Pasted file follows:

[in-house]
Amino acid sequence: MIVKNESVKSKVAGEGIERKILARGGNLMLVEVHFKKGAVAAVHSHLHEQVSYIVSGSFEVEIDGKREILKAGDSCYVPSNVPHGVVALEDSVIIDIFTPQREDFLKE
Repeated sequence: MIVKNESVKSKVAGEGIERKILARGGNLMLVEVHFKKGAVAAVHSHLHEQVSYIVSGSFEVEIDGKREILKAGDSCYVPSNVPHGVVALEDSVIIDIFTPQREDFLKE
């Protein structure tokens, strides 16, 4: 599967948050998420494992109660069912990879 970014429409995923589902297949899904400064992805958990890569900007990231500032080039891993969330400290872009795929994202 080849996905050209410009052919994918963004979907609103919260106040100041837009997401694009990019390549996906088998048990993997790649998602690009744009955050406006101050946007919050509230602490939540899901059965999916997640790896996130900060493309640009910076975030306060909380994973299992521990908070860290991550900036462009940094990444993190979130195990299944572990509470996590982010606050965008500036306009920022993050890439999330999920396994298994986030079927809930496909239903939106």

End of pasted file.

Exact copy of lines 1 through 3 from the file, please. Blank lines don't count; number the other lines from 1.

[in-house]
Amino acid sequence: MIVKNESVKSKVAGEGIERKILARGGNLMLVEVHFKKGAVAAVHSHLHEQVSYIVSGSFEVEIDGKREILKAGDSCYVPSNVPHGVVALEDSVIIDIFTPQREDFLKE
Repeated sequence: MIVKNESVKSKVAGEGIERKILARGGNLMLVEVHFKKGAVAAVHSHLHEQVSYIVSGSFEVEIDGKREILKAGDSCYVPSNVPHGVVALEDSVIIDIFTPQREDFLKE